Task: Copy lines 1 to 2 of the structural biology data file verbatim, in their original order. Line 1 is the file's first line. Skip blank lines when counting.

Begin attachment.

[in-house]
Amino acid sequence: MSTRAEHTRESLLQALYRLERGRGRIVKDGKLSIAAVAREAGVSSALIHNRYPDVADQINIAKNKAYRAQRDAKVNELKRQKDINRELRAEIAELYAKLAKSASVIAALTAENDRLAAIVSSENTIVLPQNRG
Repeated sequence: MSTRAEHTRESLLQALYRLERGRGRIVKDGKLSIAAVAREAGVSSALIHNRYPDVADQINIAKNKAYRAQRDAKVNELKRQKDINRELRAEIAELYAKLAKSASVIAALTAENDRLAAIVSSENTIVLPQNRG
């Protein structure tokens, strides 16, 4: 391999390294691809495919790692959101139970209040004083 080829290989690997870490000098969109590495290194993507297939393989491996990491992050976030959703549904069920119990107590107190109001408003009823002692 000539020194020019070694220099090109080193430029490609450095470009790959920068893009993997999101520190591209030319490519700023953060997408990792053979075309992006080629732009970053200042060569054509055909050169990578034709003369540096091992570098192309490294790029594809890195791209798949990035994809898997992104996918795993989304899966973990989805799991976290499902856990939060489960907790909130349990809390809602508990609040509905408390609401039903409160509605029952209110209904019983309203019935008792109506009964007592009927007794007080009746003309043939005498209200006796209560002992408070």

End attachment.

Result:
[in-house]
Amino acid sequence: MSTRAEHTRESLLQALYRLERGRGRIVKDGKLSIAAVAREAGVSSALIHNRYPDVADQINIAKNKAYRAQRDAKVNELKRQKDINRELRAEIAELYAKLAKSASVIAALTAENDRLAAIVSSENTIVLPQNRG